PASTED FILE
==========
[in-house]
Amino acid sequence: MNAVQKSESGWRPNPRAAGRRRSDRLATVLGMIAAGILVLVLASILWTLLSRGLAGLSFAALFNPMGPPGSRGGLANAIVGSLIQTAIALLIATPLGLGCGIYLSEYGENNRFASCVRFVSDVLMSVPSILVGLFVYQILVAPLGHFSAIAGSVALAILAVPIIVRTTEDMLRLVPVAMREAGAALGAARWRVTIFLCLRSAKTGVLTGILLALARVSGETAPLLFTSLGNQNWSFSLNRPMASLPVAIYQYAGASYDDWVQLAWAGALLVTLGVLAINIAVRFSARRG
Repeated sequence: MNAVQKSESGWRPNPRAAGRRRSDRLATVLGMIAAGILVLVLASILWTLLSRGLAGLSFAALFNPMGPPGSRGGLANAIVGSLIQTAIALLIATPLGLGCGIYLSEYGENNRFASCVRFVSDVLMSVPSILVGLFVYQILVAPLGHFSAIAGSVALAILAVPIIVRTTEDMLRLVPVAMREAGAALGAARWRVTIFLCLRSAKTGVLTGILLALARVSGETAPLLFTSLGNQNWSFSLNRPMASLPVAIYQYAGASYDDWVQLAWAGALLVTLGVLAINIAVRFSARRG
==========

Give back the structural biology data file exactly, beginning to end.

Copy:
[in-house]
Amino acid sequence: MNAVQKSESGWRPNPRAAGRRRSDRLATVLGMIAAGILVLVLASILWTLLSRGLAGLSFAALFNPMGPPGSRGGLANAIVGSLIQTAIALLIATPLGLGCGIYLSEYGENNRFASCVRFVSDVLMSVPSILVGLFVYQILVAPLGHFSAIAGSVALAILAVPIIVRTTEDMLRLVPVAMREAGAALGAARWRVTIFLCLRSAKTGVLTGILLALARVSGETAPLLFTSLGNQNWSFSLNRPMASLPVAIYQYAGASYDDWVQLAWAGALLVTLGVLAINIAVRFSARRG
Repeated sequence: MNAVQKSESGWRPNPRAAGRRRSDRLATVLGMIAAGILVLVLASILWTLLSRGLAGLSFAALFNPMGPPGSRGGLANAIVGSLIQTAIALLIATPLGLGCGIYLSEYGENNRFASCVRFVSDVLMSVPSILVGLFVYQILVAPLGHFSAIAGSVALAILAVPIIVRTTEDMLRLVPVAMREAGAALGAARWRVTIFLCLRSAKTGVLTGILLALARVSGETAPLLFTSLGNQNWSFSLNRPMASLPVAIYQYAGASYDDWVQLAWAGALLVTLGVLAINIAVRFSARRG